=
\int dx \lr{ P(x, y_1) – P(x, y_0) } – \int dy \lr{ Q(x_1, y) – Q(x_0, y) }.
\end{equation}
This pair of integrals is plotted in fig. 3, from which we see that \ref{eqn:unpackingFundamentalTheorem:620} can be expressed as the line integral, leaving us with
\begin{equation}\label{eqn:unpackingFundamentalTheorem:640}
\int dx dy \lr{ \PD{y}{P} – \PD{x}{Q} }
=
\oint dx P + dy Q,
\end{equation}
which is Green’s theorem over the infinitesimal square integration region.

For the equivalence of \ref{eqn:unpackingFundamentalTheorem:520} to Green’s theorem, let \( g^2 = P \), and \( g^1 = -Q \). Plugging into the LHS, we find the Green’s theorem integrand. On the RHS, the integrand expands to
\begin{equation}\label{eqn:unpackingFundamentalTheorem:660}
\evalbar{dx g^2}{\Delta y} + \evalbar{dy g^1 }{\Delta x}
=
dx \lr{ P(x,y_1) – P(x, y_0)}
+
dy \lr{ -Q(x_1, y) + Q(x_0, y)},
\end{equation}
which is exactly what we found in \ref{eqn:unpackingFundamentalTheorem:620}.

End proof.

 

fig. 3. Path for Green’s theorem.

We may also relate multivector gradient integrals in 2D to the normal integral around the boundary of the bounding curve. That relationship is as follows.

Theorem 1.2: 2D gradient integrals.

\begin{equation*}
\begin{aligned}
\int J du dv \rgrad G &= \oint I^{-1} d\Bx G = \int J \lr{ \Bx^v du + \Bx^u dv } G \\
\int J du dv F \lgrad &= \oint F I^{-1} d\Bx = \int J F \lr{ \Bx^v du + \Bx^u dv },
\end{aligned}
\end{equation*}
where \( J = \partial(x^1, x^2)/\partial(u,v) \) is the Jacobian of the parameterization \( x = x(u,v) \). In terms of the coordinates \( x^1, x^2 \), this reduces to
\begin{equation*}
\begin{aligned}
\int dx^1 dx^2 \rgrad G &= \oint I^{-1} d\Bx G = \int \lr{ e^2 dx^1 + e^1 dx^2 } G \\
\int dx^1 dx^2 F \lgrad &= \oint G I^{-1} d\Bx = \int F \lr{ e^2 dx^1 + e^1 dx^2 }.
\end{aligned}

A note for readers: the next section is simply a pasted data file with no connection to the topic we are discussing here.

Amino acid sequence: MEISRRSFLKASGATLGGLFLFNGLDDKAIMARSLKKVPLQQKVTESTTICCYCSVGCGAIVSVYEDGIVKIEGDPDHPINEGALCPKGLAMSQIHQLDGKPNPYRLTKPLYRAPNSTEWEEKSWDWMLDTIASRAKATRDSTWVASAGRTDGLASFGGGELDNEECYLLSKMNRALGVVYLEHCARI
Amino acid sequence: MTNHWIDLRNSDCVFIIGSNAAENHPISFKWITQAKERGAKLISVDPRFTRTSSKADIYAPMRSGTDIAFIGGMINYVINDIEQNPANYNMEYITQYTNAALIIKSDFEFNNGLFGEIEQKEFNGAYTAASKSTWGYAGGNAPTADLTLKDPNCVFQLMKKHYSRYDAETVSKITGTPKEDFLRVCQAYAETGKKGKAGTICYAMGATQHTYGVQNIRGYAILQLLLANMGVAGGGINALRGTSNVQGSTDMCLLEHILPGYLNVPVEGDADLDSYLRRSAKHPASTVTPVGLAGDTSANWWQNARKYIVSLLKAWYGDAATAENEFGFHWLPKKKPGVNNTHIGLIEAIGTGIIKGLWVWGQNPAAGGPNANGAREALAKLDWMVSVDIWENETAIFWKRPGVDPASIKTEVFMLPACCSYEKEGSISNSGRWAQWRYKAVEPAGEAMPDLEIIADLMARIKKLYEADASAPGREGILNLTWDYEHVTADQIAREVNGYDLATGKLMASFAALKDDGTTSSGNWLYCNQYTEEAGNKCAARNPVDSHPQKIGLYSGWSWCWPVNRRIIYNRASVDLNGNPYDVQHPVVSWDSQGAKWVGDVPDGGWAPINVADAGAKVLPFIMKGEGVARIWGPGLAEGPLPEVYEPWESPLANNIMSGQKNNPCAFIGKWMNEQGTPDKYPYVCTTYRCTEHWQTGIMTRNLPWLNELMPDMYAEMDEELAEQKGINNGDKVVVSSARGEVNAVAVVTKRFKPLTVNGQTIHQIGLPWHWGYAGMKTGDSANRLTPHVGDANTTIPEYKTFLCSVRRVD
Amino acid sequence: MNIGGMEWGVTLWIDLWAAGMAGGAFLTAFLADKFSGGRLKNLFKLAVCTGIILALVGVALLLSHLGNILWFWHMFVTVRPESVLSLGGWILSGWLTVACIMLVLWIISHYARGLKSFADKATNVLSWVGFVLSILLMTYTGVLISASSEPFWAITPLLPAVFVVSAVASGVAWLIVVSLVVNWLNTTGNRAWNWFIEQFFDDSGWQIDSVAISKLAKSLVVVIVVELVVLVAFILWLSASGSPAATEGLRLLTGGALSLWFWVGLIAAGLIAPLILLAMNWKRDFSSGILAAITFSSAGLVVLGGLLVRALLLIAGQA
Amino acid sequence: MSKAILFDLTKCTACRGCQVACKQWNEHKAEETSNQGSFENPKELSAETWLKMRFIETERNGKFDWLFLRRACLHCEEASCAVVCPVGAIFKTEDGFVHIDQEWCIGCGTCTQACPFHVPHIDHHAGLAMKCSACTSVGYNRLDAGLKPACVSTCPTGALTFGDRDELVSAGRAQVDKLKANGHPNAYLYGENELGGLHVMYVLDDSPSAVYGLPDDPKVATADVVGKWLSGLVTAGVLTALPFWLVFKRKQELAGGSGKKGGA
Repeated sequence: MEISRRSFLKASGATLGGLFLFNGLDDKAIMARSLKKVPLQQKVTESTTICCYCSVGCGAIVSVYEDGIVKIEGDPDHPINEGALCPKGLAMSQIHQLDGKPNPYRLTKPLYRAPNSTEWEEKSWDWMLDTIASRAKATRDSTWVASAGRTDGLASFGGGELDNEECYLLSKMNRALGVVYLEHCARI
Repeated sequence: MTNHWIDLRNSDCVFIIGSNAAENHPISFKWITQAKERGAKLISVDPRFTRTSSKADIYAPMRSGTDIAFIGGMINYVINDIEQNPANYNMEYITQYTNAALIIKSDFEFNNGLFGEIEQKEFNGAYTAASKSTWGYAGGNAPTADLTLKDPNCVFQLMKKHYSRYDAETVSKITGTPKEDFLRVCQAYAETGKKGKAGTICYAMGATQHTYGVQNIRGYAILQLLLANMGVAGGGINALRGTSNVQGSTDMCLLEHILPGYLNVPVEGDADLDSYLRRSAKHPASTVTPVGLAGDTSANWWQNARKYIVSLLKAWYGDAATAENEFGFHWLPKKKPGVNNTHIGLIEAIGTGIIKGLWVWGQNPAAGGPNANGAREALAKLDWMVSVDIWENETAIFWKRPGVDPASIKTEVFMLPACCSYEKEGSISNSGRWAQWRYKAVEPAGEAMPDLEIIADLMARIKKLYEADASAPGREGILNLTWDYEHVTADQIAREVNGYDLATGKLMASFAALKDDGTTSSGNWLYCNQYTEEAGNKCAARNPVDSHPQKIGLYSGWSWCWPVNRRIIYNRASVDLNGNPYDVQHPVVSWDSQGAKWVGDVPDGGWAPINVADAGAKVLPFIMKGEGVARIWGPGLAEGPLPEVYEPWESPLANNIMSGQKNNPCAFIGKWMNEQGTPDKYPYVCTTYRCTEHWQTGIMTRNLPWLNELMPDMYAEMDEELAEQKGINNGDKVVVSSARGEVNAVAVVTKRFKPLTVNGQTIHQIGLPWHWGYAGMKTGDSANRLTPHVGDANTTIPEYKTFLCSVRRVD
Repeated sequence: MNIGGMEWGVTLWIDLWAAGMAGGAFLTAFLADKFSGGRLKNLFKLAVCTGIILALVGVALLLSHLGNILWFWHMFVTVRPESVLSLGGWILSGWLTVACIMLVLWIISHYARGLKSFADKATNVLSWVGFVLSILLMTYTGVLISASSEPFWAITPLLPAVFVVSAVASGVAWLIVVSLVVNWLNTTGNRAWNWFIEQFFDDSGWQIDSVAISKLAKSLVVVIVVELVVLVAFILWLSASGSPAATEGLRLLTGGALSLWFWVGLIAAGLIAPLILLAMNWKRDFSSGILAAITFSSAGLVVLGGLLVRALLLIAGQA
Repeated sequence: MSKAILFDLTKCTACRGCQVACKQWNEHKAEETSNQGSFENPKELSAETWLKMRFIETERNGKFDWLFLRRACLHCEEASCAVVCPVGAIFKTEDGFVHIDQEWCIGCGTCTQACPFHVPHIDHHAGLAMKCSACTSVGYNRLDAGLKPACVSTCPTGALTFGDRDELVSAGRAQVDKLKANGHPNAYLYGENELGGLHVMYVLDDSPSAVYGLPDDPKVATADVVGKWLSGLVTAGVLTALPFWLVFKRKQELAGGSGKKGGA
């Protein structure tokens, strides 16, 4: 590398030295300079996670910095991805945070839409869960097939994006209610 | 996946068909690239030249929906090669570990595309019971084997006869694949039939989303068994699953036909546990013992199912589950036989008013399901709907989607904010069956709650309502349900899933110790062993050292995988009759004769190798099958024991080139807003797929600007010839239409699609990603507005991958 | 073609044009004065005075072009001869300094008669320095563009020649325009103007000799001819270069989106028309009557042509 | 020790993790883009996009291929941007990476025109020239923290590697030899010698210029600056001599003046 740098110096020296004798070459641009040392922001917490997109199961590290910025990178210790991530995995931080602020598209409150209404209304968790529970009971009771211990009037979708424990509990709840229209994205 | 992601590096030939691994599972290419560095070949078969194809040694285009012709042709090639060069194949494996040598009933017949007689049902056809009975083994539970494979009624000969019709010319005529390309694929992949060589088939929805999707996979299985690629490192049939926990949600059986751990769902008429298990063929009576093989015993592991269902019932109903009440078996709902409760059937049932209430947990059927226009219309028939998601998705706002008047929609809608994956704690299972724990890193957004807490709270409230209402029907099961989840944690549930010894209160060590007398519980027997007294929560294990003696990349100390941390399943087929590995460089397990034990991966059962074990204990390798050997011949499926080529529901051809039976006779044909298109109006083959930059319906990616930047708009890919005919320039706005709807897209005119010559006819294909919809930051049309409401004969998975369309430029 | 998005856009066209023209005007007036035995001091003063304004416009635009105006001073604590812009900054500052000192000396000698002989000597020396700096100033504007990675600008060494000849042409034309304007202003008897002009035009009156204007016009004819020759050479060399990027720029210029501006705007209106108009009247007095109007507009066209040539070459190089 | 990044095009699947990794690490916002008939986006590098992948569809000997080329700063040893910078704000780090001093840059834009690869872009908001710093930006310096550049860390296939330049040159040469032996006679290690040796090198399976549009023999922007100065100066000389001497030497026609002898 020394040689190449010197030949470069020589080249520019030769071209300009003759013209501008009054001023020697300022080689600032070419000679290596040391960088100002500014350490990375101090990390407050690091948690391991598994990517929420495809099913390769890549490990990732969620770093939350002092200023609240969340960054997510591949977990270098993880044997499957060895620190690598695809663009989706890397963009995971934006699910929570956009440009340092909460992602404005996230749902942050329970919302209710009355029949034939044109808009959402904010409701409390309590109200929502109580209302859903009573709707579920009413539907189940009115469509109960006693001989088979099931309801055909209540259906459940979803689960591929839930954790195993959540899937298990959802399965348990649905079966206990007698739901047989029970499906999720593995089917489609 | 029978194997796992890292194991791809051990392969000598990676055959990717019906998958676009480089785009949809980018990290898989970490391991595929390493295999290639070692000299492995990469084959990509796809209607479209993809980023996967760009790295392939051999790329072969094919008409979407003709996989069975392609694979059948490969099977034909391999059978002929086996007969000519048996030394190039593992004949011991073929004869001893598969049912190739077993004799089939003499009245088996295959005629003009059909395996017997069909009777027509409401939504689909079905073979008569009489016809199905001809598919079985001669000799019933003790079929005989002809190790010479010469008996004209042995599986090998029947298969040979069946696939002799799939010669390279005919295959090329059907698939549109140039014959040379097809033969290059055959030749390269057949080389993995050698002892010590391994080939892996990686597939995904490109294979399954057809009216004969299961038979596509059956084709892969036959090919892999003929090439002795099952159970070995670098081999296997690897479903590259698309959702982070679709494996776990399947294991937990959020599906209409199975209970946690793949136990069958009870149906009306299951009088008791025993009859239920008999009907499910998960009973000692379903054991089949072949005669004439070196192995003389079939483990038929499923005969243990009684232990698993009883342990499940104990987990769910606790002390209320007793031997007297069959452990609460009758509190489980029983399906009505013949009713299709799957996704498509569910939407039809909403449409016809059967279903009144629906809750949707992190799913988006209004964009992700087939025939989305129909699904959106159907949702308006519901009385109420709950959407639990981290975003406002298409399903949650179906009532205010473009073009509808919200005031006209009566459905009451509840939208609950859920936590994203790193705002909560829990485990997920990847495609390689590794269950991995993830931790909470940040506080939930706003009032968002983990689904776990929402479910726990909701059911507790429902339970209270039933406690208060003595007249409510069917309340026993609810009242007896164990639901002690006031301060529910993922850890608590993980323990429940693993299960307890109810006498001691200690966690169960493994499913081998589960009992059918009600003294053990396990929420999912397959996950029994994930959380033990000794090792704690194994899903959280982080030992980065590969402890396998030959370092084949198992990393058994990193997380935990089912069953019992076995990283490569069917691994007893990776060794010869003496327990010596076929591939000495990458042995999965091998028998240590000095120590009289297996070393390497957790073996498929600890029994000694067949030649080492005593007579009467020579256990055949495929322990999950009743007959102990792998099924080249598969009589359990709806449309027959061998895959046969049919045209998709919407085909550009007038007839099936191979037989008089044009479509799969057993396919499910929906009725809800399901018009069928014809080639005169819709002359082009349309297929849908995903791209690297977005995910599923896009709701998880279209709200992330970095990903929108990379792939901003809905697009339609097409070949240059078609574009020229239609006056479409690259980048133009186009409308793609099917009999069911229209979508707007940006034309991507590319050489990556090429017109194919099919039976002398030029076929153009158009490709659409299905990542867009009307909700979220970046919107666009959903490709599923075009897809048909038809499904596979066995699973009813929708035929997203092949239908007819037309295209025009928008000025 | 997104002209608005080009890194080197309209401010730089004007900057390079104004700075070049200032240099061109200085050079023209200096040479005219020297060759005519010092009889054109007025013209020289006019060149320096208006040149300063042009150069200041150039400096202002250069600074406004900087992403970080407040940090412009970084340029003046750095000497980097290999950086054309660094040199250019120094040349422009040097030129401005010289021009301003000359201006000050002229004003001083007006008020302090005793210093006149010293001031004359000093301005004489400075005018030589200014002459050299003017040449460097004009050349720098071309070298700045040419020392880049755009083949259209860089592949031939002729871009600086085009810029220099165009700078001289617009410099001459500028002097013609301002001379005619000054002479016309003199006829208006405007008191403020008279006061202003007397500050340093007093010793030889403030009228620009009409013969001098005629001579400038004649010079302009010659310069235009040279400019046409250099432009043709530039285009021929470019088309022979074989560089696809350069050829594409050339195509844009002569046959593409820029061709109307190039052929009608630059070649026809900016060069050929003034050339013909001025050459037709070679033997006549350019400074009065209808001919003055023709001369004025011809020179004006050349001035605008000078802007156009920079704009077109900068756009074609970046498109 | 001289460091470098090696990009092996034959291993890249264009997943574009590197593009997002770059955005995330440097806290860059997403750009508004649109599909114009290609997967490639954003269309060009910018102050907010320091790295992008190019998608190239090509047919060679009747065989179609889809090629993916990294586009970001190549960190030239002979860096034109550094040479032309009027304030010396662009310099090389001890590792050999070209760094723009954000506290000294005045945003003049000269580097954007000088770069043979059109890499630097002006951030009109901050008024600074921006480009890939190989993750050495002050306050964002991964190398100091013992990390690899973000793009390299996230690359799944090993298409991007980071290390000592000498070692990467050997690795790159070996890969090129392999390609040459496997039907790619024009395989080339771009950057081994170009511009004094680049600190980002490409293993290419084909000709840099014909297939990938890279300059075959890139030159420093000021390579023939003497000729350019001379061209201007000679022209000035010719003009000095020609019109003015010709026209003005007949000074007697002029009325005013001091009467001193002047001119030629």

\end{equation*}
The vector \( I^{-1} d\Bx \) is orthogonal to the tangent vector along the boundary, and for Euclidean spaces it can be identified as the outwards normal.

Start proof:

Respectively setting \( F = 1 \), and \( G = 1\) in \ref{eqn:unpackingFundamentalTheorem:680}, we have
\begin{equation}\label{eqn:unpackingFundamentalTheorem:940}
\int I^{-1} d^2 \Bx \rgrad G = \oint I^{-1} d\Bx G,
\end{equation}
and
\begin{equation}\label{eqn:unpackingFundamentalTheorem:960}
\int F d^2 \Bx \lgrad I^{-1} = \oint F d\Bx I^{-1}.
\end{equation}
Starting with \ref{eqn:unpackingFundamentalTheorem:940} we find
\begin{equation}\label{eqn:unpackingFundamentalTheorem:700}
\int I^{-1} J du dv I \rgrad G = \oint d\Bx G,
\end{equation}
to find \( \int dx^1 dx^2 \rgrad G = \oint I^{-1} d\Bx G \), as desireed. In terms of a parameterization \( x = x(u,v) \), the pseudoscalar for the space is
\begin{equation}\label{eqn:unpackingFundamentalTheorem:720}
I = \frac{\Bx_u \wedge \Bx_v}{J},
\end{equation}
so
\begin{equation}\label{eqn:unpackingFundamentalTheorem:740}
I^{-1} = \frac{J}{\Bx_u \wedge \Bx_v}.
\end{equation}
Also note that \( \lr{\Bx_u \wedge \Bx_v}^{-1} = \Bx^v \wedge \Bx^u \), so
\begin{equation}\label{eqn:unpackingFundamentalTheorem:760}